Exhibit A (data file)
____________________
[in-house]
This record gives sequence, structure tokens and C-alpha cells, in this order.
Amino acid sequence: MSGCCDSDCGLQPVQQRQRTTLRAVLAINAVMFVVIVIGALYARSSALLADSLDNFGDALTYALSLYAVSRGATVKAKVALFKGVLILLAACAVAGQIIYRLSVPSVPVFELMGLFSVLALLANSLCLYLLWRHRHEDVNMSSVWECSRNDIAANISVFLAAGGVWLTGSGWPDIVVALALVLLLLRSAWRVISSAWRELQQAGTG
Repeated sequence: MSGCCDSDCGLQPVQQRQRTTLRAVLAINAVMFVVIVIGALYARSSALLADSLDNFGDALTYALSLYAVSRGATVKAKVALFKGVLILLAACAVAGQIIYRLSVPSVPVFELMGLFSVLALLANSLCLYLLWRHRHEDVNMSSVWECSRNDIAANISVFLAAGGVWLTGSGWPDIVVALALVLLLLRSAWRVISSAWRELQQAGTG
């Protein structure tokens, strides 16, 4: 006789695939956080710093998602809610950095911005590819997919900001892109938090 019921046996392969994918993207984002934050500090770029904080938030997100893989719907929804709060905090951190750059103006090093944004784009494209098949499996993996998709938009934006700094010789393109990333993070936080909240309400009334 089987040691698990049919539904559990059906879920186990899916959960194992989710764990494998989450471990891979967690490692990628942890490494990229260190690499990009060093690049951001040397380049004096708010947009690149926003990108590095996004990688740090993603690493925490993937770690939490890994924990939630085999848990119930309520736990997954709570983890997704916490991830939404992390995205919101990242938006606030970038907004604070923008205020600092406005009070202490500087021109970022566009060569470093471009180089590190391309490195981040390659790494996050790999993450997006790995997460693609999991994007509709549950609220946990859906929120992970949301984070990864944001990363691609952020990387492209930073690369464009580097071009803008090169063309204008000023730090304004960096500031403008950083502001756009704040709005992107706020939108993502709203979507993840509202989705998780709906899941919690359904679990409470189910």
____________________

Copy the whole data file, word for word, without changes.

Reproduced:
[in-house]
This record gives sequence, structure tokens and C-alpha cells, in this order.
Amino acid sequence: MSGCCDSDCGLQPVQQRQRTTLRAVLAINAVMFVVIVIGALYARSSALLADSLDNFGDALTYALSLYAVSRGATVKAKVALFKGVLILLAACAVAGQIIYRLSVPSVPVFELMGLFSVLALLANSLCLYLLWRHRHEDVNMSSVWECSRNDIAANISVFLAAGGVWLTGSGWPDIVVALALVLLLLRSAWRVISSAWRELQQAGTG
Repeated sequence: MSGCCDSDCGLQPVQQRQRTTLRAVLAINAVMFVVIVIGALYARSSALLADSLDNFGDALTYALSLYAVSRGATVKAKVALFKGVLILLAACAVAGQIIYRLSVPSVPVFELMGLFSVLALLANSLCLYLLWRHRHEDVNMSSVWECSRNDIAANISVFLAAGGVWLTGSGWPDIVVALALVLLLLRSAWRVISSAWRELQQAGTG
């Protein structure tokens, strides 16, 4: 006789695939956080710093998602809610950095911005590819997919900001892109938090 019921046996392969994918993207984002934050500090770029904080938030997100893989719907929804709060905090951190750059103006090093944004784009494209098949499996993996998709938009934006700094010789393109990333993070936080909240309400009334 089987040691698990049919539904559990059906879920186990899916959960194992989710764990494998989450471990891979967690490692990628942890490494990229260190690499990009060093690049951001040397380049004096708010947009690149926003990108590095996004990688740090993603690493925490993937770690939490890994924990939630085999848990119930309520736990997954709570983890997704916490991830939404992390995205919101990242938006606030970038907004604070923008205020600092406005009070202490500087021109970022566009060569470093471009180089590190391309490195981040390659790494996050790999993450997006790995997460693609999991994007509709549950609220946990859906929120992970949301984070990864944001990363691609952020990387492209930073690369464009580097071009803008090169063309204008000023730090304004960096500031403008950083502001756009704040709005992107706020939108993502709203979507993840509202989705998780709906899941919690359904679990409470189910």